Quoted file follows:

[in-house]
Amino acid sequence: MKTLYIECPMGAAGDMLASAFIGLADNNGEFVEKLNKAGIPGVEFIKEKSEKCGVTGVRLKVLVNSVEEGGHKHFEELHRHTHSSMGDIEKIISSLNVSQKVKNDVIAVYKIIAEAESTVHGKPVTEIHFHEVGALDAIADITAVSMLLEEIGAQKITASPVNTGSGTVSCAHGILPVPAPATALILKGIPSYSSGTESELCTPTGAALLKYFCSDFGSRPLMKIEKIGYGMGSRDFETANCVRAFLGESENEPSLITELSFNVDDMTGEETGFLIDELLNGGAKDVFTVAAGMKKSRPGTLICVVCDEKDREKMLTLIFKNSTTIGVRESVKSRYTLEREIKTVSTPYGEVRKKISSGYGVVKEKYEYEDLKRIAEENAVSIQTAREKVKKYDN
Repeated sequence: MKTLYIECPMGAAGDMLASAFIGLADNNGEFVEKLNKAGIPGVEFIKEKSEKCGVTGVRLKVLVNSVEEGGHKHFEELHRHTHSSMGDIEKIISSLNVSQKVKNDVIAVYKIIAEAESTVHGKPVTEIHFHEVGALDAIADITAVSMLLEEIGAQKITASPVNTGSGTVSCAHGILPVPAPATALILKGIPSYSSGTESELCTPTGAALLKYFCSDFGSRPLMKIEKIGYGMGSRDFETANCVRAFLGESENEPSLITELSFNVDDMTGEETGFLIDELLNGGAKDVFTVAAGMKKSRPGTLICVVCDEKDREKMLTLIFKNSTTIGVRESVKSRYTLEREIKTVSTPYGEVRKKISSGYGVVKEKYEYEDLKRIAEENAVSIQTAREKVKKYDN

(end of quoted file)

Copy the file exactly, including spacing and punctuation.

[in-house]
Amino acid sequence: MKTLYIECPMGAAGDMLASAFIGLADNNGEFVEKLNKAGIPGVEFIKEKSEKCGVTGVRLKVLVNSVEEGGHKHFEELHRHTHSSMGDIEKIISSLNVSQKVKNDVIAVYKIIAEAESTVHGKPVTEIHFHEVGALDAIADITAVSMLLEEIGAQKITASPVNTGSGTVSCAHGILPVPAPATALILKGIPSYSSGTESELCTPTGAALLKYFCSDFGSRPLMKIEKIGYGMGSRDFETANCVRAFLGESENEPSLITELSFNVDDMTGEETGFLIDELLNGGAKDVFTVAAGMKKSRPGTLICVVCDEKDREKMLTLIFKNSTTIGVRESVKSRYTLEREIKTVSTPYGEVRKKISSGYGVVKEKYEYEDLKRIAEENAVSIQTAREKVKKYDN
Repeated sequence: MKTLYIECPMGAAGDMLASAFIGLADNNGEFVEKLNKAGIPGVEFIKEKSEKCGVTGVRLKVLVNSVEEGGHKHFEELHRHTHSSMGDIEKIISSLNVSQKVKNDVIAVYKIIAEAESTVHGKPVTEIHFHEVGALDAIADITAVSMLLEEIGAQKITASPVNTGSGTVSCAHGILPVPAPATALILKGIPSYSSGTESELCTPTGAALLKYFCSDFGSRPLMKIEKIGYGMGSRDFETANCVRAFLGESENEPSLITELSFNVDDMTGEETGFLIDELLNGGAKDVFTVAAGMKKSRPGTLICVVCDEKDREKMLTLIFKNSTTIGVRESVKSRYTLEREIKTVSTPYGEVRKKISSGYGVVKEKYEYEDLKRIAEENAVSIQTAREKVKKYDN